After reading reviews for Paul Thomas Anderson’s There Will Be Blood, I became frustrated. The consensus about its central character, Daniel Plainview, was that he was “a great oversize monster who hates all men including therefore himself” (Roger Ebert).
My problem? Watching the film, I had related to Daniel.
Anderson, who compares Daniel to Dracula, has said: “It’s hard for me not to see Plainview as a little bit heroic—he’s enormously ambitious, and I can sympathize with his quest for survival….”
But the truth is, I related with Daniel not as some figure representing American capitalism or Manifest Destiny—but in a direct, empathetic way. I felt I was watching something of myself up there on that square of heat and wildness. I wonder if other movie-goers saw a character not consummate evil, but of untamed fervor. About the heart Wallace Stevens writes:
It is a thing to have, / A lion, an ox in his breast, / To feel it breathing there.
Corazon, stout dog, / Young ox, bow-legged bear, / He tastes its blood, not spit.
This is Daniel, a nearly Shakespearean or Dostoevskian creation of a man working the ‘ox in his breast’ like Einstein worked his brain.
It seems acceptable to respect Thoreau’s man of quiet desperation, but what of the man who howls his desperation? When shown a character who is not going gentle anywhere, is it fair to see only his corruption? Perhaps judging him comes easily because he wants oil.
There’s a line in the film that counters the notion that Daniel is only motivated by money. Sitting with his “half-brother” and some businessmen, Daniel declines an offer which would have brought him money and ease. “But what am I going to do?” he asks. His work is his motivation; it is the human need to wrest liquid from dry land.
Another scene comes after Daniel has killed his half-brother’s imposter. After he digs the grave, Daniel lifts his face, and pain—which alcohol cannot ease nor willpower crush—comes to the surface. As tears push out from the crust of his body, the sound of something ripping is almost audible.
Though Daniel leaves his son H.W. after his injury, he is later bewildered by how to help. When he sends H.W. away, we feel his sense of loss when the train departs. After H.W. leaves, there is an ugly wound that no one around Daniel dares allude to.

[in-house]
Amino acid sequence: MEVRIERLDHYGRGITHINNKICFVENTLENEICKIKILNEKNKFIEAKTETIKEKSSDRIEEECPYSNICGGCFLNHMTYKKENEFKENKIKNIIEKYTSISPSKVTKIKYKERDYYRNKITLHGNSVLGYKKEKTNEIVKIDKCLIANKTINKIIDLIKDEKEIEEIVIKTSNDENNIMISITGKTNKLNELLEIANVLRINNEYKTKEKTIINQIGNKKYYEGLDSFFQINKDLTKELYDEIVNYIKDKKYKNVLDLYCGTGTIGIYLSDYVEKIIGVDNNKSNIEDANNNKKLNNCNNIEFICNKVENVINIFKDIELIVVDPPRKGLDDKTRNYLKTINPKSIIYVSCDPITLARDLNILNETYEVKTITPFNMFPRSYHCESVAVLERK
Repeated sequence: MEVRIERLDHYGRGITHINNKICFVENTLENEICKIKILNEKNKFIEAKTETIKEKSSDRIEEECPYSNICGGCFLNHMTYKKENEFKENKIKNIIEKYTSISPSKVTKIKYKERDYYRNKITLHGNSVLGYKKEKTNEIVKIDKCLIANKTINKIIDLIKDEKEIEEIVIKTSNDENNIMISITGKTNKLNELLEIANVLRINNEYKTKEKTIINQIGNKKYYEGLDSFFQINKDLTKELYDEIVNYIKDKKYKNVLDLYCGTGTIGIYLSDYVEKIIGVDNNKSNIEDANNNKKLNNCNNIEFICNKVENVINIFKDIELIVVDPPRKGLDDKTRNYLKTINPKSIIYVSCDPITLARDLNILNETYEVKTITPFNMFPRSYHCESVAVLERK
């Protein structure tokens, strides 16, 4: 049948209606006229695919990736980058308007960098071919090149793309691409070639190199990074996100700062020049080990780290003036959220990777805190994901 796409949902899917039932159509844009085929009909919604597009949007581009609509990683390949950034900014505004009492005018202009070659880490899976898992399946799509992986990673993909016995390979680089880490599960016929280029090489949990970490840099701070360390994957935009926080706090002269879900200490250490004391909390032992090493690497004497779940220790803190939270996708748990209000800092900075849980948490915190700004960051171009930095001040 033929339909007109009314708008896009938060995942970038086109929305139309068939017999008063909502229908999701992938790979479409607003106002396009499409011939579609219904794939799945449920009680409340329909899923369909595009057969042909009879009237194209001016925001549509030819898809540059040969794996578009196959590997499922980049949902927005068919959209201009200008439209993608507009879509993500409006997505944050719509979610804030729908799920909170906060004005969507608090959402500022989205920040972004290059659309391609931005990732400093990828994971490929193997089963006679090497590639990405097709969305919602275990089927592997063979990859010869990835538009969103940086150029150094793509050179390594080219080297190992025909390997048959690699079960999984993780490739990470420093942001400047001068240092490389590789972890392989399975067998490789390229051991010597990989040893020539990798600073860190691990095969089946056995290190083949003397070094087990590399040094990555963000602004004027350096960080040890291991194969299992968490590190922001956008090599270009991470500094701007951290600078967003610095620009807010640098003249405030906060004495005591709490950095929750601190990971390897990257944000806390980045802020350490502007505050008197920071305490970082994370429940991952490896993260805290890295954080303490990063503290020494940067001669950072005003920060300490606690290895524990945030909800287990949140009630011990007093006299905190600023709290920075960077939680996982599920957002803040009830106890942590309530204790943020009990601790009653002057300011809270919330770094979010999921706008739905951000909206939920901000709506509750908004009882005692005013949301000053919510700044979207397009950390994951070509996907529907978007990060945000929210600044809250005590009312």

But Eli Sunday dares. Take Daniel’s confession at Sunday’s Church of the Third Revelation, a confession he makes in order to secure land. Eli demands he repent for abandoning his son, making him say it louder. This pain of yelling does not transform Daniel. But if he lacks repentance, his sorrow (which is the beginning of repentance) is palpable.
As Daniel makes his way from the altar to the pew, several people fawn over him. Then, a moment of startling goodness: Daniel sits down, and Mary Sunday (Eli’s little sister) puts her arms around him.
Eli offers a mockery of forgiveness. Mary offers something genuine in response to Daniel’s sorrow, even if that sorrow drowns in other passions. The camera lingers on this embrace. Who are we meant to be in that shot, Daniel or Mary?
I think it is Daniel.
We interpret this film best if we read Daniel humbly. It is the same with King Lear, perhaps with Hopkins’ Dark Sonnets. They are made up of that which in our own heart scares us. In a way, these are the best characters, the best art: they confound us by speaking to our shadow-selves directly, without apology or fear.
The Image archive is supported in part by an award from the National Endowment for the Arts.
Written by: Jessica Brown
Jessica Brown is a recent graduate of the Seattle Pacific University Master of Fine Arts in Creative Writing program. She is a guest blogger on Image's Good Letters Blog.